As a fitting tribute to their skills the temporary bridge still remains in use today,
 

·
Registered
Joined
·
4,500 Posts
It is correct that 'military trestles' were used to help reconstruct the bridge, but the Royal Engineers involvement was limited to helping with the supply of such items and ancillary bits and pieces from the then-operating Longmoor Military Railway. The design and erection of the replacement bridge was otherwise the work of the Southern Region civil engineers and their staff. The trestles were erected by the 17th of December (on concrete foundations that could only be made from the 11th of December after all the debris had been removed from site) and the beams across the trestles to support the track and decking of the Nunhead-Lewisham line were in place by the 30th of December. Track was then laid and the complete bridge tested on the 12th of January by simultaneously running two N class steam locos across it.

There were plans to rebuild the bridge permanently, but in the end following certain modifications at the time of the reordering of the tracks to form the present 'flyover' to take Charing Cross trains over to the up fast line etc, it was decided to retain the bridge.

(All the above information from "St John's Lewisham - 50 years on" mentioned in my first post above. In addition in photos on pages 89, 92, 111, 113, and 114 the spire of St. John's church is to be seen a short distance away)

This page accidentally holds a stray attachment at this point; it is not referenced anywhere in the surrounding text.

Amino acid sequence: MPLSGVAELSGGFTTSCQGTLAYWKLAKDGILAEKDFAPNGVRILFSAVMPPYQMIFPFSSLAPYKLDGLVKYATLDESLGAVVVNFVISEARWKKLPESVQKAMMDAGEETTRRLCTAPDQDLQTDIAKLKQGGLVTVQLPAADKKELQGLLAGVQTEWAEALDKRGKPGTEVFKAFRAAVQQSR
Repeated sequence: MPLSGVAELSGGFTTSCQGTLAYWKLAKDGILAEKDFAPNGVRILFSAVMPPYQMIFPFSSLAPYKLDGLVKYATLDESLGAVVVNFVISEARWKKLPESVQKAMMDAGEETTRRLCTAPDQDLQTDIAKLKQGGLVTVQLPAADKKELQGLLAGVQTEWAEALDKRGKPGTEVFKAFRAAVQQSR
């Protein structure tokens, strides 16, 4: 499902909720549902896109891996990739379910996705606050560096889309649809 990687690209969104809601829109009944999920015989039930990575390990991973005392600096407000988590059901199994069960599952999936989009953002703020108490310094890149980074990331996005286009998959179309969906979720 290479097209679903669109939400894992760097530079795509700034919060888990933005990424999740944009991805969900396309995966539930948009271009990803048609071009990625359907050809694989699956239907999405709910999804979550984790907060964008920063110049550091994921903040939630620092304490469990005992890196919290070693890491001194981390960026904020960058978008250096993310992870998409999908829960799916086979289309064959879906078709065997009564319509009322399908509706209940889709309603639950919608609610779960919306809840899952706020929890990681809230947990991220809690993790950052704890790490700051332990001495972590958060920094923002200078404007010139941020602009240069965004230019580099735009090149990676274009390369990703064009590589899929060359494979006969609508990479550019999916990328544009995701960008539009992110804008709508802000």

I can't imagine Network Rail moving so fast these days should something similar happen!
Regards,
John Webb
 

·
Chief mouser
Joined
·
11,775 Posts
QUOTE (Don @ 28 Nov 2007, 17:54) <{POST_SNAPBACK}>Remarkably, Spitfire suffered relatively little damage and was soon back in service.

If I remember correctly it was Spitfire's derailed tender that caused the bridge pier to collapse onto the leading coach of the train. It has always struck me as miraculous that the motorman of the electric approaching the overbridge managed to stop in time.

QUOTE (John Webb @ 28 Nov 2007, 20:04) <{POST_SNAPBACK}>I can't imagine Network Rail moving so fast these days should something similar happen!

Unfortunately I suspect all to true. Partly because the system no longer seems to own its own specialist plant - everything needs to be hired in.

Regards
 

·
Premium Member
Joined
·
1,293 Posts
In one of those odd quirks of fate my father was in the preceding train. Being a steam enthusiast he was in the habit of travelling in the leading coach with the window open - I guess it was lucky he didn't miss his train or yours truly might not be on this forum!


When my mother arrived to pick him up at the station she got the utmost reassurance that his train would be on time and not to worry and that everything was fine.... it was only when they got home that they discovered the awful news.